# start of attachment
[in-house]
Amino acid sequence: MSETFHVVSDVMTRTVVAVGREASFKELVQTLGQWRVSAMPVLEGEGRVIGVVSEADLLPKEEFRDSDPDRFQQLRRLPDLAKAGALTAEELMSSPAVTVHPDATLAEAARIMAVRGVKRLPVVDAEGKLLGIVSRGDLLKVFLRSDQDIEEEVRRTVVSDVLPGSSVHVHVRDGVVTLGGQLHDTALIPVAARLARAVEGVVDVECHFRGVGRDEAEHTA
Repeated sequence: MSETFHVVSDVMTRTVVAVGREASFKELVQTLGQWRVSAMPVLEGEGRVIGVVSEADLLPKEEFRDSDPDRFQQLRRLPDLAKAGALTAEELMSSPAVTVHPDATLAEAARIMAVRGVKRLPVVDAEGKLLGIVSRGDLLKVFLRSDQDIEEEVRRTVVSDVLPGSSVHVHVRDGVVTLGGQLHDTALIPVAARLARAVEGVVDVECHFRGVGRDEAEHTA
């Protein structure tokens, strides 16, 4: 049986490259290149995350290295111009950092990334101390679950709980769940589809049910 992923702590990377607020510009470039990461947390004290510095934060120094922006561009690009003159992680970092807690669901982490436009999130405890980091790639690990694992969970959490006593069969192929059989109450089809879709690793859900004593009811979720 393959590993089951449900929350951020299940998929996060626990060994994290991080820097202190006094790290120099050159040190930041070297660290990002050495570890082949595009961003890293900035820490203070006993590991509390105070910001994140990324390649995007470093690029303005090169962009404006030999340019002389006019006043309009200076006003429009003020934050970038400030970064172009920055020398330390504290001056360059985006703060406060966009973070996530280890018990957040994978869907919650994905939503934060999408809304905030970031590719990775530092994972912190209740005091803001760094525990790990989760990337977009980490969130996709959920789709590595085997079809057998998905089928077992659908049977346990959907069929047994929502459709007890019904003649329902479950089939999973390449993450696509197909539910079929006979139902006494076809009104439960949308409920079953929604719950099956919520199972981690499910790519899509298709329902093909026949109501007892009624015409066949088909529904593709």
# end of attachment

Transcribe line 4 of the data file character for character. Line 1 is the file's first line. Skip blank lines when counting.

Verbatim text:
């Protein structure tokens, strides 16, 4: 049986490259290149995350290295111009950092990334101390679950709980769940589809049910 992923702590990377607020510009470039990461947390004290510095934060120094922006561009690009003159992680970092807690669901982490436009999130405890980091790639690990694992969970959490006593069969192929059989109450089809879709690793859900004593009811979720 393959590993089951449900929350951020299940998929996060626990060994994290991080820097202190006094790290120099050159040190930041070297660290990002050495570890082949595009961003890293900035820490203070006993590991509390105070910001994140990324390649995007470093690029303005090169962009404006030999340019002389006019006043309009200076006003429009003020934050970038400030970064172009920055020398330390504290001056360059985006703060406060966009973070996530280890018990957040994978869907919650994905939503934060999408809304905030970031590719990775530092994972912190209740005091803001760094525990790990989760990337977009980490969130996709959920789709590595085997079809057998998905089928077992659908049977346990959907069929047994929502459709007890019904003649329902479950089939999973390449993450696509197909539910079929006979139902006494076809009104439960949308409920079953929604719950099956919520199972981690499910790519899509298709329902093909026949109501007892009624015409066949088909529904593709």